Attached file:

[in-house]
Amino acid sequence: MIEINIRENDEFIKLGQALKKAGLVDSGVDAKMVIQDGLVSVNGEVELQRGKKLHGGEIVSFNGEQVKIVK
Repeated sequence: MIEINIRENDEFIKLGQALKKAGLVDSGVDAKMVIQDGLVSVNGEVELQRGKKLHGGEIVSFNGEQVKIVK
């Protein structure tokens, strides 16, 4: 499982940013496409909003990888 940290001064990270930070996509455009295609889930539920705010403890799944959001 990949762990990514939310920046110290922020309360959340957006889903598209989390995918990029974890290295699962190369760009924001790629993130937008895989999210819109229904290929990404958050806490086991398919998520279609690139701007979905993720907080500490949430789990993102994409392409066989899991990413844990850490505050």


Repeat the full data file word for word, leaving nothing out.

[in-house]
Amino acid sequence: MIEINIRENDEFIKLGQALKKAGLVDSGVDAKMVIQDGLVSVNGEVELQRGKKLHGGEIVSFNGEQVKIVK
Repeated sequence: MIEINIRENDEFIKLGQALKKAGLVDSGVDAKMVIQDGLVSVNGEVELQRGKKLHGGEIVSFNGEQVKIVK
């Protein structure tokens, strides 16, 4: 499982940013496409909003990888 940290001064990270930070996509455009295609889930539920705010403890799944959001 990949762990990514939310920046110290922020309360959340957006889903598209989390995918990029974890290295699962190369760009924001790629993130937008895989999210819109229904290929990404958050806490086991398919998520279609690139701007979905993720907080500490949430789990993102994409392409066989899991990413844990850490505050």